Background: Racial/ethnic minority patients are more likely to report experiences with discrimination in the healthcare setting, potentially leading to reduced access to appropriate care; however, few studies evaluate reports of discrimination with objectively measured quality of care indicators.
Objective: To evaluate whether patient-reported racial/ethnic discrimination by healthcare providers was associated with evidence of poorer quality care measured by medication intensification.
Research design and participants: Baseline data from the Diabetes Study of Northern California (DISTANCE), a random, race-stratified sample from the Kaiser Permanente Diabetes Registry from 2005-2006, including both survey and medical record data.
Main measures: Self-reported healthcare provider discrimination (from survey data) and medication intensification (from electronic prescription records) for poorly controlled diabetes patients (A1c ≥9.0%; systolic BP ≥140 mmHg or diastolic BP ≥90 mmHg; low-density lipoprotein (LDL) ≥130 mg/dl).
Key results: Of 10,409 eligible patients, 21% had hyperglycemia, 14% had hyperlipidemia, and 32% had hypertension. Of those with hyperglycemia, 59% had their medications intensified, along with 40% with hyperlipidemia, 33% with hypertension, and 47% in poor control of any risk factor. In adjusted log-binomial GEE models, discrimination was not associated with medication intensification [RR = 0.96 (95% CI: 0.74, 1.24) for hyperglycemia, RR = 1.23 (95% CI: 0.93, 1.63) for hyperlipidemia, RR = 1.06 (95% CI: 0.69, 1.61) for hypertension, and RR = 1.08 (95% CI: 0.88, 1.33) for the composite cohort].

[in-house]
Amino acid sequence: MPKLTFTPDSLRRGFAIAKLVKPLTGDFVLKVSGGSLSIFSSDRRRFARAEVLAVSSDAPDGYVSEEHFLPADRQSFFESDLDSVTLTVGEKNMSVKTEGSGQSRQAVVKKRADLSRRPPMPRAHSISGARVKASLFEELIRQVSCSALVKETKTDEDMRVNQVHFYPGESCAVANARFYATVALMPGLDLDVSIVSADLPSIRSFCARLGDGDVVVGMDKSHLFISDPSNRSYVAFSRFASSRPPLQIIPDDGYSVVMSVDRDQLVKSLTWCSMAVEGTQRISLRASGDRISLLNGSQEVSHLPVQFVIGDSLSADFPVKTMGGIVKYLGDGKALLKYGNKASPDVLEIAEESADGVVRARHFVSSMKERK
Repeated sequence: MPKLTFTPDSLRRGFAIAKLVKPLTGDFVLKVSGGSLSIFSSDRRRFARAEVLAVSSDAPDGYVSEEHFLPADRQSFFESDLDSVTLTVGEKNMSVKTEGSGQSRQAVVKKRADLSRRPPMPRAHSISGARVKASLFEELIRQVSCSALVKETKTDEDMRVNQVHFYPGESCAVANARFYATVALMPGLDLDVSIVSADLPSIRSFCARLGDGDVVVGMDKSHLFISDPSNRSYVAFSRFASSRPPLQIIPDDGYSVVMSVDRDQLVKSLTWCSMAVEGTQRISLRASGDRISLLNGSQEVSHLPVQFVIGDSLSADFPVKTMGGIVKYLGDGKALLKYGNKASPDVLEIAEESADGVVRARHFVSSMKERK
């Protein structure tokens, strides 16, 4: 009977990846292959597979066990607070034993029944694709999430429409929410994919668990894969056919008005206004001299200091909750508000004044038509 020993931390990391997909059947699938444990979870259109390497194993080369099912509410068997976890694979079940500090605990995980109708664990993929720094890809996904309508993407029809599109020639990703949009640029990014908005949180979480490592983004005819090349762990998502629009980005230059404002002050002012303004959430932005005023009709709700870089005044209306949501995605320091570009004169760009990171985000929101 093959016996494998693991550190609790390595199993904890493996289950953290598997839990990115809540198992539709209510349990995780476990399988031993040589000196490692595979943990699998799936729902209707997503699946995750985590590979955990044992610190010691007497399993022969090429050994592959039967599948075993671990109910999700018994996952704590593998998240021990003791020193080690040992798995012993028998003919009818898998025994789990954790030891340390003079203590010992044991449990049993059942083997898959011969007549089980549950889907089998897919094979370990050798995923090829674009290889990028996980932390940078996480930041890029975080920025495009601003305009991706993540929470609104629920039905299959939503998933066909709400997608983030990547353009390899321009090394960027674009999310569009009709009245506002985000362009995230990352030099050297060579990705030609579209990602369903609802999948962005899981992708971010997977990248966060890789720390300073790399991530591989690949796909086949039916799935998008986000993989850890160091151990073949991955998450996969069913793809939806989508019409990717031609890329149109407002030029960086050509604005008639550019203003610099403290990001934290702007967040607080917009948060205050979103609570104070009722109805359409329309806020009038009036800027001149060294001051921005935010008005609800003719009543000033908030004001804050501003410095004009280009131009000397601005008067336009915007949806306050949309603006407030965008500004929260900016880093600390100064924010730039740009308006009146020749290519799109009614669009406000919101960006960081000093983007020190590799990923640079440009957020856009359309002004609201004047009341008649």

Conclusions: We found no evidence that patient-reported healthcare discrimination was associated with less medication intensification. While not associated with this technical aspect of care, discrimination could still be associated with other aspects of care (e.g., patient-centeredness, communication).